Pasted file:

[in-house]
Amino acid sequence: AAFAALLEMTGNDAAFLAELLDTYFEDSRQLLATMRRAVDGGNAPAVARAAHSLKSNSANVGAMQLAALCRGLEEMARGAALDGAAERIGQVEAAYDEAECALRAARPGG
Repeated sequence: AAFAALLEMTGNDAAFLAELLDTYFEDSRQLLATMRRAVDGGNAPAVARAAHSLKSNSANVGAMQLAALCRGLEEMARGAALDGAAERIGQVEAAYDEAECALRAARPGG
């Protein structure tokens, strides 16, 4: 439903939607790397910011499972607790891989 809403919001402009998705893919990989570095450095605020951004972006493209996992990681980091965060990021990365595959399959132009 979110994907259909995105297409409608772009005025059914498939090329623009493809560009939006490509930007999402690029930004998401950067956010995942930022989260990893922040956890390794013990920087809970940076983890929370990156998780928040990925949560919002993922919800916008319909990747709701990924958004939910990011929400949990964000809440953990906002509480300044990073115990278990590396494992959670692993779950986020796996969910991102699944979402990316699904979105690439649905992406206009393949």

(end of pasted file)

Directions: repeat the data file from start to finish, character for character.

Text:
[in-house]
Amino acid sequence: AAFAALLEMTGNDAAFLAELLDTYFEDSRQLLATMRRAVDGGNAPAVARAAHSLKSNSANVGAMQLAALCRGLEEMARGAALDGAAERIGQVEAAYDEAECALRAARPGG
Repeated sequence: AAFAALLEMTGNDAAFLAELLDTYFEDSRQLLATMRRAVDGGNAPAVARAAHSLKSNSANVGAMQLAALCRGLEEMARGAALDGAAERIGQVEAAYDEAECALRAARPGG
């Protein structure tokens, strides 16, 4: 439903939607790397910011499972607790891989 809403919001402009998705893919990989570095450095605020951004972006493209996992990681980091965060990021990365595959399959132009 979110994907259909995105297409409608772009005025059914498939090329623009493809560009939006490509930007999402690029930004998401950067956010995942930022989260990893922040956890390794013990920087809970940076983890929370990156998780928040990925949560919002993922919800916008319909990747709701990924958004939910990011929400949990964000809440953990906002509480300044990073115990278990590396494992959670692993779950986020796996969910991102699944979402990316699904979105690439649905992406206009393949």